1. Tom, when you sign an agreement and give someone your word and your legally binding commitment to do something, how much do you typically pay to get out of that agreement? I am curious about your personal business experience.

  2. But the damages to St Pete will be ASTRONOMICAL if the Rays leave!!!

    It really comes down to if you believe that sports have any affect on local economies. Several studies have indicated otherwise, and sites like this and Field of Schemes would have you believe they don't. In my own personal experience, when I came to Florida for a wedding, we had a few extra days, so in addition to doing touristy stuff in Orlando, we drove to St Pete for a Rays game. If the Rays weren't there, we would have simply driven to Miami instead. While I doubt the money I spent on a hotel room, food, souvenirs, and a plane ticket out of Tampa were very much in the grand scheme of things, it was money that was being spent in St Pete, and not elsewhere. Do other people base their trips on ballparks? Enough to make a difference on a local level? Who knows?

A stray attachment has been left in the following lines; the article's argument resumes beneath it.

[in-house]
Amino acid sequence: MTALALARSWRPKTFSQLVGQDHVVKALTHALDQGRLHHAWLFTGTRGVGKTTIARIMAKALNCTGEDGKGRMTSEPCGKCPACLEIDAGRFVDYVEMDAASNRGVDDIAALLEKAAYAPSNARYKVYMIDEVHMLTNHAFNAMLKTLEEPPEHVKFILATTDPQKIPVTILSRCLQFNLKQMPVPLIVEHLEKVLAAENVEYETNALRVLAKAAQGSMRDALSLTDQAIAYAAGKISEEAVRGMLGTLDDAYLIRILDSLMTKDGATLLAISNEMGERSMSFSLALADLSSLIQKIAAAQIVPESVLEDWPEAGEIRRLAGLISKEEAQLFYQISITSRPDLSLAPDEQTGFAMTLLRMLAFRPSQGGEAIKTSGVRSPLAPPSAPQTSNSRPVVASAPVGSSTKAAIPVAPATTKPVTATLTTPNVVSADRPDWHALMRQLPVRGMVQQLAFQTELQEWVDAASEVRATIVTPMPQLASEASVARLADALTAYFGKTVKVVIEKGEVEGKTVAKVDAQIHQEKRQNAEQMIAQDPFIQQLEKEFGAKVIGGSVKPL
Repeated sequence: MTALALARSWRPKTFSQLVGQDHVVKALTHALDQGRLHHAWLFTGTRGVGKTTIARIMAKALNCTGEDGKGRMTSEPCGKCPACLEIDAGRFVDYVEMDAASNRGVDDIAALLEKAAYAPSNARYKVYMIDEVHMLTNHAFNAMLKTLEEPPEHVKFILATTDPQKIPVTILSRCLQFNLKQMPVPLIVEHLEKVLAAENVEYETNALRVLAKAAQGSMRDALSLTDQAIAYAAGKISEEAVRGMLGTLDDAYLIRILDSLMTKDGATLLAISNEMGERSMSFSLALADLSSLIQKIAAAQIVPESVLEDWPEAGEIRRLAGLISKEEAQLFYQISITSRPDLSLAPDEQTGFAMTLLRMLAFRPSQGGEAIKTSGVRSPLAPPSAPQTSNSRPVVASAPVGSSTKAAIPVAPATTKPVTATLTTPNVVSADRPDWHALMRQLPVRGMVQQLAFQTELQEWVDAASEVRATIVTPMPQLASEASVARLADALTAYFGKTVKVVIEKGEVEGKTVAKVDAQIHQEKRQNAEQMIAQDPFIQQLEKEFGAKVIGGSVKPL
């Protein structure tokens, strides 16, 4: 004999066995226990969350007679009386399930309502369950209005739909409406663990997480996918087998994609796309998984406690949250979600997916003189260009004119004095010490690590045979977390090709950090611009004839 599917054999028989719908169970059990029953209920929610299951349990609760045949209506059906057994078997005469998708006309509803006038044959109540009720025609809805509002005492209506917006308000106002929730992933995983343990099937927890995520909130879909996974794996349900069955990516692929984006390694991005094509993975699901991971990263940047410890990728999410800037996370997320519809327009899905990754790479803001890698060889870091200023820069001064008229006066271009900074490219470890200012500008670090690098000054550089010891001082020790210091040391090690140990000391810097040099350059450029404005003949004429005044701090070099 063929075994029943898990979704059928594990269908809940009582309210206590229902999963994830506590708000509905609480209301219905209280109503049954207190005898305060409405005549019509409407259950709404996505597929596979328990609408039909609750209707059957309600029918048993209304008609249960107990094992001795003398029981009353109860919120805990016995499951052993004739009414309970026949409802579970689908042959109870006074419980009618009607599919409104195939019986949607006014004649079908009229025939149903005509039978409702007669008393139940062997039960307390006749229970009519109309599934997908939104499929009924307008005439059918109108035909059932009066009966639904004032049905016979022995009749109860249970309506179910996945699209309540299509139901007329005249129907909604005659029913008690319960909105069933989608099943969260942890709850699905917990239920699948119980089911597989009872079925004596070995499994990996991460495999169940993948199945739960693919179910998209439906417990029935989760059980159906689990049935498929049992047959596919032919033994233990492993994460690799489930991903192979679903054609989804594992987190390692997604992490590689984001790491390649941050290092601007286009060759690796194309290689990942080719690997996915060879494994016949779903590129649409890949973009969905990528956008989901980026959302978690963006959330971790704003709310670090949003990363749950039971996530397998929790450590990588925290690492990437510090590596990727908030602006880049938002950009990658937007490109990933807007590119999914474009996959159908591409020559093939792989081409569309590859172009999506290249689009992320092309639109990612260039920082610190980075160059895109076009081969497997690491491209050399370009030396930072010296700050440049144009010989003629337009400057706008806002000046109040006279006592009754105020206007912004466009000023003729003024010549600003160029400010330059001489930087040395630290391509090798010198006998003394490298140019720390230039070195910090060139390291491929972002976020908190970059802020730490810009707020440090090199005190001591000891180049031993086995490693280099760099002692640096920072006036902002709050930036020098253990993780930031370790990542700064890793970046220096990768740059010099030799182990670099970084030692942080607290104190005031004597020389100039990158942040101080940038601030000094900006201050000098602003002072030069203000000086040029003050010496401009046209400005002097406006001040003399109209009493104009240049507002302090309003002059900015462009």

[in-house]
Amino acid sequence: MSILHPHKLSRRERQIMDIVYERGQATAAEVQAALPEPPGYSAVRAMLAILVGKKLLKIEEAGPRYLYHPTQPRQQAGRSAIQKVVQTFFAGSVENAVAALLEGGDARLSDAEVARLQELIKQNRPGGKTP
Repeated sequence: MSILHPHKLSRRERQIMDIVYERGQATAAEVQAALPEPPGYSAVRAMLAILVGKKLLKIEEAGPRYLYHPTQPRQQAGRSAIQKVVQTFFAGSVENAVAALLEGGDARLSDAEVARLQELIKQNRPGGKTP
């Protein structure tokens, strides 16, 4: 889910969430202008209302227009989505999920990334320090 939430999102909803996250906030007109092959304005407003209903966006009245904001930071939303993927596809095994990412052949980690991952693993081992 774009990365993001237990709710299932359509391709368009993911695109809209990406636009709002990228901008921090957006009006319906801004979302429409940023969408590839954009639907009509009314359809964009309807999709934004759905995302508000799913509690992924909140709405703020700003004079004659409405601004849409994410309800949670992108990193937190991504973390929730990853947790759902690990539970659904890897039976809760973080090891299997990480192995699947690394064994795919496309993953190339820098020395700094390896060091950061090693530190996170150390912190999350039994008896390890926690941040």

Either way, the whole situation is very messy. I just wish we could get a clear message from anyone. For example, if the Rays don't add anything to the local market, and people don't come to games, and the Tropicana site would be better developed for non-baseball projects, then why should the Rays pay to leave the area? Or if the whole Tampa vs. St Pete rivalry is so contentious, and folks from Tampa don't come to games, is it safe to assume that people from St Pete wouldn't come to games if the park was in Tampa?

    1. Anchoring: "the tendency to rely too heavily, or 'anchor,' on a past reference or on one trait or piece of information when making decisions."

      Your anecdote is neat. Your economic survey sample has a population of 1 (You). This is not a good way to set public policy. Here's a helpful list of cognitive biases. It can help you identify when your reasoning may be affected by a distorted way of perceiving the world. We can all identify our own reasoning errors, and then do better the next time.